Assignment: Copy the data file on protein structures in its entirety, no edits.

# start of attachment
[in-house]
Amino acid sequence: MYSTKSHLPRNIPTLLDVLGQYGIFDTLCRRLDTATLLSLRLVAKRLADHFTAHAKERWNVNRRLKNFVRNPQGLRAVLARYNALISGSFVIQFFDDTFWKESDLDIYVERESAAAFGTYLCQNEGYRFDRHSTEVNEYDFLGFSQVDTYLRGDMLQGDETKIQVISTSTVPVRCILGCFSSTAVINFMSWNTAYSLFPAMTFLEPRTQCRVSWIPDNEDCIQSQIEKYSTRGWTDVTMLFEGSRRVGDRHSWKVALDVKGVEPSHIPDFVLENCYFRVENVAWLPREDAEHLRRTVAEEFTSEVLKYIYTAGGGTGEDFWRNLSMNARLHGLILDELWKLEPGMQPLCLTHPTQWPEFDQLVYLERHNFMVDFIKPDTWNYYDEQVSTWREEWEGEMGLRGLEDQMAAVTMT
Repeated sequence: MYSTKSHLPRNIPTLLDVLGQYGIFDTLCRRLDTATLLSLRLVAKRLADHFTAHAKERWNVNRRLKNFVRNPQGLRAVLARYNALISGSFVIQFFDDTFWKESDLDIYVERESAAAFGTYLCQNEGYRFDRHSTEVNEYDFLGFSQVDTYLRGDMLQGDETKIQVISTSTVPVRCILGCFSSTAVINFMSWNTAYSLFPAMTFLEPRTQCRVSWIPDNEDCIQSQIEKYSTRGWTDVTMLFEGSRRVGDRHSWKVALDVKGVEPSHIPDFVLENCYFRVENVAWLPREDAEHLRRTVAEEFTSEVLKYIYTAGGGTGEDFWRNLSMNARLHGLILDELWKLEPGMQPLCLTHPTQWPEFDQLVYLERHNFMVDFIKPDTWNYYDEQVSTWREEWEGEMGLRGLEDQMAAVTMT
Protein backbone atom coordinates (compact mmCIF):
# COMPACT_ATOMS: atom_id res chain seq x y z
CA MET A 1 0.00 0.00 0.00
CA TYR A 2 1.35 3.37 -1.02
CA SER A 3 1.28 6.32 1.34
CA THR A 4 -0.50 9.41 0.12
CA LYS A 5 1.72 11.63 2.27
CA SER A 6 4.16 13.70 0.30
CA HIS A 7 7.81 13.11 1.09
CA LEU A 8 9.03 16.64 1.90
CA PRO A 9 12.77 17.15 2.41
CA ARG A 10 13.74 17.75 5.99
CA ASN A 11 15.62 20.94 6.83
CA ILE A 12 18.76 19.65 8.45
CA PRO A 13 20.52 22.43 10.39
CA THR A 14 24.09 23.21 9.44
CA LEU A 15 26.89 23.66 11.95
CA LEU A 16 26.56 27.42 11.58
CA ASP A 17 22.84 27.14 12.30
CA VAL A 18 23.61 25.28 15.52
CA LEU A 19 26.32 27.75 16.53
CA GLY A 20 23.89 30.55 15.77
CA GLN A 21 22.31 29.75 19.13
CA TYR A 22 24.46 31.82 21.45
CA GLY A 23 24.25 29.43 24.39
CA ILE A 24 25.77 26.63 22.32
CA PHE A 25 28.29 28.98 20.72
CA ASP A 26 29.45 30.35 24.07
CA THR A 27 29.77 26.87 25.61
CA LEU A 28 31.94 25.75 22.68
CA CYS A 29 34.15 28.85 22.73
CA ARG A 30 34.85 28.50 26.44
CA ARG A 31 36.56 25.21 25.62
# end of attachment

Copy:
[in-house]
Amino acid sequence: MYSTKSHLPRNIPTLLDVLGQYGIFDTLCRRLDTATLLSLRLVAKRLADHFTAHAKERWNVNRRLKNFVRNPQGLRAVLARYNALISGSFVIQFFDDTFWKESDLDIYVERESAAAFGTYLCQNEGYRFDRHSTEVNEYDFLGFSQVDTYLRGDMLQGDETKIQVISTSTVPVRCILGCFSSTAVINFMSWNTAYSLFPAMTFLEPRTQCRVSWIPDNEDCIQSQIEKYSTRGWTDVTMLFEGSRRVGDRHSWKVALDVKGVEPSHIPDFVLENCYFRVENVAWLPREDAEHLRRTVAEEFTSEVLKYIYTAGGGTGEDFWRNLSMNARLHGLILDELWKLEPGMQPLCLTHPTQWPEFDQLVYLERHNFMVDFIKPDTWNYYDEQVSTWREEWEGEMGLRGLEDQMAAVTMT
Repeated sequence: MYSTKSHLPRNIPTLLDVLGQYGIFDTLCRRLDTATLLSLRLVAKRLADHFTAHAKERWNVNRRLKNFVRNPQGLRAVLARYNALISGSFVIQFFDDTFWKESDLDIYVERESAAAFGTYLCQNEGYRFDRHSTEVNEYDFLGFSQVDTYLRGDMLQGDETKIQVISTSTVPVRCILGCFSSTAVINFMSWNTAYSLFPAMTFLEPRTQCRVSWIPDNEDCIQSQIEKYSTRGWTDVTMLFEGSRRVGDRHSWKVALDVKGVEPSHIPDFVLENCYFRVENVAWLPREDAEHLRRTVAEEFTSEVLKYIYTAGGGTGEDFWRNLSMNARLHGLILDELWKLEPGMQPLCLTHPTQWPEFDQLVYLERHNFMVDFIKPDTWNYYDEQVSTWREEWEGEMGLRGLEDQMAAVTMT
Protein backbone atom coordinates (compact mmCIF):
# COMPACT_ATOMS: atom_id res chain seq x y z
CA MET A 1 0.00 0.00 0.00
CA TYR A 2 1.35 3.37 -1.02
CA SER A 3 1.28 6.32 1.34
CA THR A 4 -0.50 9.41 0.12
CA LYS A 5 1.72 11.63 2.27
CA SER A 6 4.16 13.70 0.30
CA HIS A 7 7.81 13.11 1.09
CA LEU A 8 9.03 16.64 1.90
CA PRO A 9 12.77 17.15 2.41
CA ARG A 10 13.74 17.75 5.99
CA ASN A 11 15.62 20.94 6.83
CA ILE A 12 18.76 19.65 8.45
CA PRO A 13 20.52 22.43 10.39
CA THR A 14 24.09 23.21 9.44
CA LEU A 15 26.89 23.66 11.95
CA LEU A 16 26.56 27.42 11.58
CA ASP A 17 22.84 27.14 12.30
CA VAL A 18 23.61 25.28 15.52
CA LEU A 19 26.32 27.75 16.53
CA GLY A 20 23.89 30.55 15.77
CA GLN A 21 22.31 29.75 19.13
CA TYR A 22 24.46 31.82 21.45
CA GLY A 23 24.25 29.43 24.39
CA ILE A 24 25.77 26.63 22.32
CA PHE A 25 28.29 28.98 20.72
CA ASP A 26 29.45 30.35 24.07
CA THR A 27 29.77 26.87 25.61
CA LEU A 28 31.94 25.75 22.68
CA CYS A 29 34.15 28.85 22.73
CA ARG A 30 34.85 28.50 26.44
CA ARG A 31 36.56 25.21 25.62